Dear Ms. Smartphone: I went to college on an athletic scholarship (water polo) and am finding the Tokyo Olympics on smartphones to be cringe-worthy. I can’t relate to this new generation of athletes. On top of it, my significant other is streaming the daily highlights on her phone. Am I wrong to question what is taking place, and should I be annoyed that she chooses to watch the event on her phone? Taki, San Francisco
Dear Taki: I will start with viewing, and note that millions more are watching the Olympics this summer on their phones. I have to agree that is a visual loss on phones. The price of doing so is reduced viewing options and less coverage of the all events, including the pageantry of the opening day ceremony.
I found an interesting poll from a group called SportsPro. While Americans still find viewing sporting events on phones to be rare that is not the case in other parts of the world, particularly Asia. There, viewership for sporting events numbers is larger. Roughly 33 percent of the viewers in Thailand, 28 percent in South Korea, and the Philippines watch sports on their mobile device.
Since you are an athlete, you probably miss the grace and beauty of the competition, and seek more than the final score. It’s like watching a theater performance on your phone- you get the plot but not the nuance. Most people watching on their phones are probably multitasking, so that splinters their attention further. To draw eyeballs, content shifts away from the competition and towards the personal drama and backstory. That seems to be where the Olympics have ascended this year.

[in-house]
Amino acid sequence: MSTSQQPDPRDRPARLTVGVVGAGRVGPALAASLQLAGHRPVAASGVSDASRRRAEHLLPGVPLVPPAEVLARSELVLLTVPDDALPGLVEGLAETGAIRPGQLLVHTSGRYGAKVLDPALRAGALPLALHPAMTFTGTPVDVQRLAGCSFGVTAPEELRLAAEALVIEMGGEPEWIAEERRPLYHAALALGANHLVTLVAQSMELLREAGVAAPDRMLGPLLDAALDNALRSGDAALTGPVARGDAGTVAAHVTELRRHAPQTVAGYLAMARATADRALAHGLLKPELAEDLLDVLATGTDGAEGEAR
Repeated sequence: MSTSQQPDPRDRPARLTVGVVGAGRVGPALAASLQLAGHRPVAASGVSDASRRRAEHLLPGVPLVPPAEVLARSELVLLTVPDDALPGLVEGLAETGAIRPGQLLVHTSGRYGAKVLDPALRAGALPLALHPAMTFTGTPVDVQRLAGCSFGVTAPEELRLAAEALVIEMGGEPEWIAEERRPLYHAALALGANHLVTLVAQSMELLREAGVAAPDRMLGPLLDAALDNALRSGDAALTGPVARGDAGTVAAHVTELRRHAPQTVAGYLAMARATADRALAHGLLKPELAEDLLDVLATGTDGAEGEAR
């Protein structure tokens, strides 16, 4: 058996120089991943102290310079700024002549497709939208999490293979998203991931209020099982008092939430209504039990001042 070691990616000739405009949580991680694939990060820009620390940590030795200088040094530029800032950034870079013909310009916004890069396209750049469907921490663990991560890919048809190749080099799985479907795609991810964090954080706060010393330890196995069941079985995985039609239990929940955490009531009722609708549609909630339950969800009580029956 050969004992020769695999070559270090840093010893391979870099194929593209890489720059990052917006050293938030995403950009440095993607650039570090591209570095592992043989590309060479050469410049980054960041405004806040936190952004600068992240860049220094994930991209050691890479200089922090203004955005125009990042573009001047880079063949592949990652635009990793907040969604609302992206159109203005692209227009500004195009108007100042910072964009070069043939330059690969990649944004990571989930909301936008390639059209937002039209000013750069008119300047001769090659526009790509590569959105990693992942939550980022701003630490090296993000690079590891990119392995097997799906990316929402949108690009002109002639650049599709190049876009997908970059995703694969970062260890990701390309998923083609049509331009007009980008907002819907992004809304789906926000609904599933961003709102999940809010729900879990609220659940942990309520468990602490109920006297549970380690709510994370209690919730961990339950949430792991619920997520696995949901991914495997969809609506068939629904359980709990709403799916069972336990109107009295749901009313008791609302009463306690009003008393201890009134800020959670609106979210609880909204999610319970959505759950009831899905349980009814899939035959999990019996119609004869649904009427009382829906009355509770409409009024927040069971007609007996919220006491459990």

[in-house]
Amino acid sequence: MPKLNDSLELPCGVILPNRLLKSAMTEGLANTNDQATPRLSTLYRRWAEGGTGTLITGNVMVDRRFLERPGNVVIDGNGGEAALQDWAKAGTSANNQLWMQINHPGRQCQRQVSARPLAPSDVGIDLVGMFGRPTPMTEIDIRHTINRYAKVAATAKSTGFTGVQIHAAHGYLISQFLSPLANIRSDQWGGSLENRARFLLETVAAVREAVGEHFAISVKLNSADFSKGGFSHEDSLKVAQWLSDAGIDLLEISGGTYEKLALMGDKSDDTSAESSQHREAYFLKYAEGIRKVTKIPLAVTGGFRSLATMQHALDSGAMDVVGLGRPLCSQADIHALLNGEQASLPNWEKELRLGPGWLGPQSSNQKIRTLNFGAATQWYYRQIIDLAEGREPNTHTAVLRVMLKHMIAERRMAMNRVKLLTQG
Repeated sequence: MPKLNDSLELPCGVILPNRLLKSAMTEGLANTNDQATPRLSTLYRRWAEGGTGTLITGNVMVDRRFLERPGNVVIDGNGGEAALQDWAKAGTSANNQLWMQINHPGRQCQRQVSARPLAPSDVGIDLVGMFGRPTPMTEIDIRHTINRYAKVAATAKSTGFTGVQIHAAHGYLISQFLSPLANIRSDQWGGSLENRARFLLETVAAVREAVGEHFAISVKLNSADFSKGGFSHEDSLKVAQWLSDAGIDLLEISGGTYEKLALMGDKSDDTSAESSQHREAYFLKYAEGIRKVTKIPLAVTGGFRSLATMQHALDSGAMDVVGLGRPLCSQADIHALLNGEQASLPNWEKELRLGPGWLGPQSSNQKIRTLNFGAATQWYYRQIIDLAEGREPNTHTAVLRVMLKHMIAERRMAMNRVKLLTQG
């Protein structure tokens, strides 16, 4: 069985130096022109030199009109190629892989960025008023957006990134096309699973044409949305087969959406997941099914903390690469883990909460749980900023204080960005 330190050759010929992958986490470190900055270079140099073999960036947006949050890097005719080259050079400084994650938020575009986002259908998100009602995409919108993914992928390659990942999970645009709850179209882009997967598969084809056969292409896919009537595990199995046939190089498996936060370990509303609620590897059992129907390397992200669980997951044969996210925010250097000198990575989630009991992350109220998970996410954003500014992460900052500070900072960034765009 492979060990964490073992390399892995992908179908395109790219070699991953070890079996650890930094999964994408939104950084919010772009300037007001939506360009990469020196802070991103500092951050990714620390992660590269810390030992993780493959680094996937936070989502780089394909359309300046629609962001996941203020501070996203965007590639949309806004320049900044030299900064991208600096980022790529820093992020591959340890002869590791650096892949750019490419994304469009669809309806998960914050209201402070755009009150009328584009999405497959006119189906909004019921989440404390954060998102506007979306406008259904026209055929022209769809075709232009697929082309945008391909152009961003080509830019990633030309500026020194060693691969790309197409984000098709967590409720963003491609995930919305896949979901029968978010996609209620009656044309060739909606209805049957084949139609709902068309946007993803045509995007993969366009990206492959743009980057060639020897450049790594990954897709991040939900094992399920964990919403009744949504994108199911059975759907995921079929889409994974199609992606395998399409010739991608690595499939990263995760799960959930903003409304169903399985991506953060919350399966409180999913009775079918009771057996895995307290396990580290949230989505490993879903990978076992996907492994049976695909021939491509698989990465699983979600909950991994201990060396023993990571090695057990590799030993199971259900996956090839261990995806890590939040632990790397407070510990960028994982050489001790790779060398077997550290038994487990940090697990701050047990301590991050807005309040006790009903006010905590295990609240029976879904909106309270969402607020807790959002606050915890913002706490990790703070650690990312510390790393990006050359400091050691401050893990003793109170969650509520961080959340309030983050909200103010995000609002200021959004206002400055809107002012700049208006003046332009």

Social Media rising Up
I assume you are fixing on the onscreen meltdown of athlete Simone Biles. It is indeed a new moment in sports history. A little bit of instability gathers a lot of social media attention. Wall St. Journal columnist Daniel Henninger astutely notes that social media has allowed us to democractize neurosis.
Not so naive perhaps: it may be of economic note for the 2021 Olympics. More and more viewers, like your significant other, are watching on phones. Yet the revenue guarantees were made by broadcasters during an earlier time, when viewership was expected to be larger and more committed (not multitasking). In 2012 the Summer Olympics attracted roughly 31M viewers on TV, and both in 2008 and 2016, roughly 27.5 watched. The 2021 numbers are not so viable for Peacock, the broadcaster. Only 14 to 15 M people stream on their phones. Good news: after Simone Biles’ press conference the number of streamers increased.
You mentioned that you were a competitive athlete, so you probably had moments of performance fear and insecurity. However, until the 2021 Olympics the norm was that we handled this within a small circle of friends and coaches. Social media has made “socialable empathy” fair trade. As our attention to the big screen scales down, we can garner followers and revenue on the smaller screens of social media. Let the games begin!
Missing More than Crowds
That said, I want to close with an additional observation. In an earlier post I noted how the lack of face to face meetings and “zoom all the time” was leading to wacky decision making, in that case it was the local school board. There may be a parallel effect as the athletes in Tokyo are deprived of cheering crowds and the adrenaline/ audience rush.
Might their onscreen behavior during the 2021 games be another example of cultural norms gone awry when we have a dearth of face-to-face interaction? We tend to think we are just watching a game but norms have changed and the athletes may be reacting to that difference.